The City manager says Sir Alex Ferguson's side have an easier path to close out season.
Roberto Mancini still says United are favourites for league title
Mancini has repeatedly written off City's chances of winning the Premier League over the past three weeks, even though they have cut United's lead from eight points to three.
Victory in possibly the most eagerly-anticipated Manchester derby of all-time would take City back to the top of the table on goal difference with two games remaining, but Mancini is still publicly downbeat.
When asked if he was surprised United had allowed City back into the race, Mancini said: "I am not surprised because in football, until you finish the championship or every game, anything can happen.
However, Mancini is in agreement with his United counterpart, Sir Alex Ferguson, over the importance of the encounter.
Ferguson has described the match as the "derby of all derby games" and the biggest encounter with their city neighbours he has been involved with.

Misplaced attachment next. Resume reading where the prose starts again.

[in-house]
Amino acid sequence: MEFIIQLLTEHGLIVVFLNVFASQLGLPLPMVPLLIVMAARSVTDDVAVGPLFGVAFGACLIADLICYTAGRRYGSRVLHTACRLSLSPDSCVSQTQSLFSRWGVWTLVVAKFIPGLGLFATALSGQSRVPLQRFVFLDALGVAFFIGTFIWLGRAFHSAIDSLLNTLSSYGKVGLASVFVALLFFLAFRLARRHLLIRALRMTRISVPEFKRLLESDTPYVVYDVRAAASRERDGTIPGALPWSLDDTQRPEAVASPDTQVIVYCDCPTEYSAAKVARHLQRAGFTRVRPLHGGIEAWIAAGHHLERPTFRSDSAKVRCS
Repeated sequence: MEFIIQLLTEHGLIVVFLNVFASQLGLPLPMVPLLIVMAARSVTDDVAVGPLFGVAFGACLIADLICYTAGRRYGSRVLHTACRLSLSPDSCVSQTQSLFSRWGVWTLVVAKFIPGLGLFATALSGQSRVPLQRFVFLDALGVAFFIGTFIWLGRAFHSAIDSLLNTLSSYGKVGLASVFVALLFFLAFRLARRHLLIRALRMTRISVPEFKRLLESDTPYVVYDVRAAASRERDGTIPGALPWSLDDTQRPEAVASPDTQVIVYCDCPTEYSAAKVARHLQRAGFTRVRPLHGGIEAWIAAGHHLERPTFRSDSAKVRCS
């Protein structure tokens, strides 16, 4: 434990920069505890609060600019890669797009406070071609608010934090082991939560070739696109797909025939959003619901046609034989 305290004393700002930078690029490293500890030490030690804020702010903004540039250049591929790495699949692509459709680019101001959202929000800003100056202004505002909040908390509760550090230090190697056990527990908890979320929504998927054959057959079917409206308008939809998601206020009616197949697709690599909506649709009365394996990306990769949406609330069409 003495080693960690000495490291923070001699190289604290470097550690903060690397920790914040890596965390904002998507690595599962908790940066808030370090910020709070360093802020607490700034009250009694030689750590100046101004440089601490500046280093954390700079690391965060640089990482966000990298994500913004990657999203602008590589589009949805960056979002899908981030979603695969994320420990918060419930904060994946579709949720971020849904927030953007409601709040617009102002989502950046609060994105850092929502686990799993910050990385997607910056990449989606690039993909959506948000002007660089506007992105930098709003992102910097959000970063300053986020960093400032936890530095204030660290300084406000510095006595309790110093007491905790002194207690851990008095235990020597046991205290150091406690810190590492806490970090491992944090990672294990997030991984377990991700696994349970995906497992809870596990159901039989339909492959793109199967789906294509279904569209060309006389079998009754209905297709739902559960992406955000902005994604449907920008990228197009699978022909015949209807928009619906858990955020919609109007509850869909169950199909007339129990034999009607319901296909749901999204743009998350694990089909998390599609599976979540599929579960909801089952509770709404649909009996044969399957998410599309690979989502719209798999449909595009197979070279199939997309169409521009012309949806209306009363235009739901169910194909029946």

"I agree," Mancini said. "I think that after 50 years, Manchester United and Manchester City are playing for the title. For this reason I agree with him."
Meanwhile, Martin O'Neill, the Sunderland manager, has reminded Mancini of City's record against his club after the Italian suggested United's run-in was not as difficult as his side's.
O'Neill's side defeated City 1-0 at the Stadium of Light in January and clinched a 3-3 draw at the Etihad Stadium at the end of March - the hosts scoring twice in the last five minutes to secure a point.
O'Neill, quoted in the Daily Telegraph, said of Mancini's comments: "It took me by surprise because I had to check that the teams they [United] have to play beat Manchester City, like Swansea and ourselves.
"We have taken four points off Manchester City, but they have actually lost five [points] against us this season. He had obviously forgotten to check the fixtures list properly. I will remember it for the next four years. I don't have an email address for him, but I really thought about sending him one to tell him to keep an eye on what he says in the future."
Whether Mancini's comments were merely aimed to rile Sunderland and get them to prove a point against United or not, O'Neill said they showed a lack of understanding of the English game.
"I don't know what his insinuation was," he said. "But if he had any idea about the league at all he would know that the integrity of the league is pretty good."
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